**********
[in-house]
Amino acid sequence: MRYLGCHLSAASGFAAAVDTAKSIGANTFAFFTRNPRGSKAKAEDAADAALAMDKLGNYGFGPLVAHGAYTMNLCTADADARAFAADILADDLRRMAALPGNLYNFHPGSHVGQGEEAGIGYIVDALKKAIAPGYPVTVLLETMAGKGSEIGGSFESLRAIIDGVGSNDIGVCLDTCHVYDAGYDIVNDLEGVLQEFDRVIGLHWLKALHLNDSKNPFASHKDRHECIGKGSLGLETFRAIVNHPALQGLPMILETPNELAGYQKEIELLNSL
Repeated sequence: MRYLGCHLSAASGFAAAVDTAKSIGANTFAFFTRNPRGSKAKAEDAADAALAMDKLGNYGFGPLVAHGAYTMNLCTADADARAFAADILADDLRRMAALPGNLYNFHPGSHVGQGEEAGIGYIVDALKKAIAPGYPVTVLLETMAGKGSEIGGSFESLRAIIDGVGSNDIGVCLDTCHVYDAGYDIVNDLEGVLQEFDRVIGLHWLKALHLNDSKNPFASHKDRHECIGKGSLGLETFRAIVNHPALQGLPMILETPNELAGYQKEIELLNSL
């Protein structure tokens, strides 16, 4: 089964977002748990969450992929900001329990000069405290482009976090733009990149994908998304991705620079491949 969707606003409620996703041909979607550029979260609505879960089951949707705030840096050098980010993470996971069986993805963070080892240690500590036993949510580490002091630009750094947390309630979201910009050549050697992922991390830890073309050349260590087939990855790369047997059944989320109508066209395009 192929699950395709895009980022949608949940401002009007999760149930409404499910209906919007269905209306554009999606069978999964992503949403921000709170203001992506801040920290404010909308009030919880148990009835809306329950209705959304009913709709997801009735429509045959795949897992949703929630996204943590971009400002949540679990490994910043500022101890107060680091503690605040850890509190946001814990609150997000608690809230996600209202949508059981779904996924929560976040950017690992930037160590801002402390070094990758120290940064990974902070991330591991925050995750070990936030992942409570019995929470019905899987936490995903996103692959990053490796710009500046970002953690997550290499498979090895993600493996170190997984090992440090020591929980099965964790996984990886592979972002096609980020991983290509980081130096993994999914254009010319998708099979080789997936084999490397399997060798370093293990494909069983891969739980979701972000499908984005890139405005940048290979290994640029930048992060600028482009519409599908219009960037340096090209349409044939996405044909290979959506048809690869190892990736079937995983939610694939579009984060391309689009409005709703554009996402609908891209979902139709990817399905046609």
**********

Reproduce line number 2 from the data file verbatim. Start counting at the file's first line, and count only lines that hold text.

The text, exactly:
Amino acid sequence: MRYLGCHLSAASGFAAAVDTAKSIGANTFAFFTRNPRGSKAKAEDAADAALAMDKLGNYGFGPLVAHGAYTMNLCTADADARAFAADILADDLRRMAALPGNLYNFHPGSHVGQGEEAGIGYIVDALKKAIAPGYPVTVLLETMAGKGSEIGGSFESLRAIIDGVGSNDIGVCLDTCHVYDAGYDIVNDLEGVLQEFDRVIGLHWLKALHLNDSKNPFASHKDRHECIGKGSLGLETFRAIVNHPALQGLPMILETPNELAGYQKEIELLNSL